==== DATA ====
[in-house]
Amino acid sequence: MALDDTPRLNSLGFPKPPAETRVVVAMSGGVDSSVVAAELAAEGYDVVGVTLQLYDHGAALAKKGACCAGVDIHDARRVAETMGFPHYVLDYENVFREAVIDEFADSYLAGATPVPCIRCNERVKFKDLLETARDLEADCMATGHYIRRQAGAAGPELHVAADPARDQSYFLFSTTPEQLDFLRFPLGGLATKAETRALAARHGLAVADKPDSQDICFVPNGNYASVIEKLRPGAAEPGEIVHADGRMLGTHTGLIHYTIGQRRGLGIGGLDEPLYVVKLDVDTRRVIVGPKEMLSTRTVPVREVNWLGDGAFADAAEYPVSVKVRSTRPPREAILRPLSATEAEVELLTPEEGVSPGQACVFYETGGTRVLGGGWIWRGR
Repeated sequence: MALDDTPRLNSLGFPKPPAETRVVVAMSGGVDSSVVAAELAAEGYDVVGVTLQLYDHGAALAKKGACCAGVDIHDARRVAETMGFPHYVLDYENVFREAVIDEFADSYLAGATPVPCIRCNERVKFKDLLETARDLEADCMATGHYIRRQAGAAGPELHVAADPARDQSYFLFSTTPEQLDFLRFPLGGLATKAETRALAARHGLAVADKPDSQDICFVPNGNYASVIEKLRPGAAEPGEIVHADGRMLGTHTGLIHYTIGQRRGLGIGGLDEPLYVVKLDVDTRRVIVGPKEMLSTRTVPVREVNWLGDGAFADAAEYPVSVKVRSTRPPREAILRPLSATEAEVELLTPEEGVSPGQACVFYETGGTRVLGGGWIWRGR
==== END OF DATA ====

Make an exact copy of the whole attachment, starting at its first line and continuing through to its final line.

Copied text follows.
[in-house]
Amino acid sequence: MALDDTPRLNSLGFPKPPAETRVVVAMSGGVDSSVVAAELAAEGYDVVGVTLQLYDHGAALAKKGACCAGVDIHDARRVAETMGFPHYVLDYENVFREAVIDEFADSYLAGATPVPCIRCNERVKFKDLLETARDLEADCMATGHYIRRQAGAAGPELHVAADPARDQSYFLFSTTPEQLDFLRFPLGGLATKAETRALAARHGLAVADKPDSQDICFVPNGNYASVIEKLRPGAAEPGEIVHADGRMLGTHTGLIHYTIGQRRGLGIGGLDEPLYVVKLDVDTRRVIVGPKEMLSTRTVPVREVNWLGDGAFADAAEYPVSVKVRSTRPPREAILRPLSATEAEVELLTPEEGVSPGQACVFYETGGTRVLGGGWIWRGR
Repeated sequence: MALDDTPRLNSLGFPKPPAETRVVVAMSGGVDSSVVAAELAAEGYDVVGVTLQLYDHGAALAKKGACCAGVDIHDARRVAETMGFPHYVLDYENVFREAVIDEFADSYLAGATPVPCIRCNERVKFKDLLETARDLEADCMATGHYIRRQAGAAGPELHVAADPARDQSYFLFSTTPEQLDFLRFPLGGLATKAETRALAARHGLAVADKPDSQDICFVPNGNYASVIEKLRPGAAEPGEIVHADGRMLGTHTGLIHYTIGQRRGLGIGGLDEPLYVVKLDVDTRRVIVGPKEMLSTRTVPVREVNWLGDGAFADAAEYPVSVKVRSTRPPREAILRPLSATEAEVELLTPEEGVSPGQACVFYETGGTRVLGGGWIWRGR